On December 21st, a brief wind storm ripped through my hometown of Longview, Washington. Over 200 city-owned trees as well as uncounted residential and rural trees were destroyed.
Lake Sacajawea, a 173 acre park in the downtown area was the hardest hit, showing some of the most dramatic damage. The park contains a great number of very large trees, many of them close to 90 years old. The devastation was astounding.
I had meant to go down and get some photos of the destruction, but with Christmas just around the corner, I didn’t get the opportunity until after the new year, when almost all of the mess had been cleaned up. There was however, one fallen tree that had not been attended to yet.
Besides satisfying my own curiosity, I wanted to get some tree damage photos for my Uncle, who is an arborist in California. Uncle Bruce co-wrote a book called, Oaks in the Urban Landscape: Selection, Care and Preservation. Since Lake Sacajawea has an abundance of oak trees, I thought that some documentation might provide my uncle with an opportunity to study what factors might have contributed to bringing some trees down, while others stood fast.
My Uncle visits the area occasionally and has often pointed out some of the problems faced by specific trees as we walked around the lake. Of course, he noticed these hollow trees, but he also detected other hidden issues revealed by the growth of tiny fungi for example.
Even with the meager amount of material I did sent to my uncle, namely the photos in this post, he had some interesting things to say.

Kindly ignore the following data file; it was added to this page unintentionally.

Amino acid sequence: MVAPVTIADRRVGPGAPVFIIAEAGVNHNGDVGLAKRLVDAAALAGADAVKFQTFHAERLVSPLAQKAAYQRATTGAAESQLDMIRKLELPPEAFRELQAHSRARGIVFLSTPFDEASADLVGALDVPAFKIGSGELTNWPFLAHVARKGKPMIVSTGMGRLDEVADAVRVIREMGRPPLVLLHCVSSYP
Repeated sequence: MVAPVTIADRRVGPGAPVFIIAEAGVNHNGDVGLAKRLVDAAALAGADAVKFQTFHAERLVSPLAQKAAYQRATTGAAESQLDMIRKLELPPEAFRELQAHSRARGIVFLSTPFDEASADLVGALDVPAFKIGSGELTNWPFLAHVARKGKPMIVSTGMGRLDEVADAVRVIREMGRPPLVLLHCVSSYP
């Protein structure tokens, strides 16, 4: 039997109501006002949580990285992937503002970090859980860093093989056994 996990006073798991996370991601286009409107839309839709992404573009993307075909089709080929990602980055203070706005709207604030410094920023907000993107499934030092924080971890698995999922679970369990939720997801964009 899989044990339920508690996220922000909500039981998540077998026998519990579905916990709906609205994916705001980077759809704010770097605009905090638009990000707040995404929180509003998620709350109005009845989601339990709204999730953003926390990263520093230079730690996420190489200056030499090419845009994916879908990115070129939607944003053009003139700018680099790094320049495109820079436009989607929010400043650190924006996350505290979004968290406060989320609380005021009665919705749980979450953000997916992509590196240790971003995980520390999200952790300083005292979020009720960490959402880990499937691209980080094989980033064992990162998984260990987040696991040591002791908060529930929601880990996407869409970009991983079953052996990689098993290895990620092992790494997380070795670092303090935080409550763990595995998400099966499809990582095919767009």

He said,”I’m always amazed to see that trees that are more than 90% hollow often stand for so long. Most of a tree’s structural strength is in the outer “shell”. A tree could lose 50% of its radius to decay and lose less than 10% of its strength. Many large trees can stand with a shell thickness of 10% or less.” But he went on to say, “trees that are hollow should always be considered risky.”
My Uncle said that a postmortem serves to help predict failure of similar trees nearby exposed to similar forces. Here is a tree standing maybe 50 feet away from the fallen one. It is the same species, I believe. Besides a couple broken limbs, it still appears to be in pretty good shape. Or is it?
A closer inspection from the back side reveals this gaping hole. This tree has nearly the same issues as the first. Although the cavity appears fairly small in the photo, I could have easily climbed inside and possibly stood up, but instead I chose to activate my camera’s flash, reach my arm in pointing the lens upward and take a few shots.
My Uncle offered me one more thought without the advantage of seeing the shot at the bottom of the page. He said,”the other concern is root stability due to root rot (Armillaria mellea). If the lower trunk is hollow, the roots underneath are missing and the larger laterals are probably decayed to some extent.”
I would say he hit the nail on the head. It appears to my untrained eye that the lack of a viable root system combined with heavy wind brought this tree down.
There is also the possibility of one additional factor. The week preceding the the sudden wind storm brought a considerable amount of rain to the area, super-saturating the soil surrounding tree root systems. In this case there wasn’t much of a root system left. But other trees in the area appear to have been pushed over, roots and all.
I wonder how much longer the hollow standing tree or others in the area with similar conditions will be able to hold out, before they too succumb to the forces that work against them.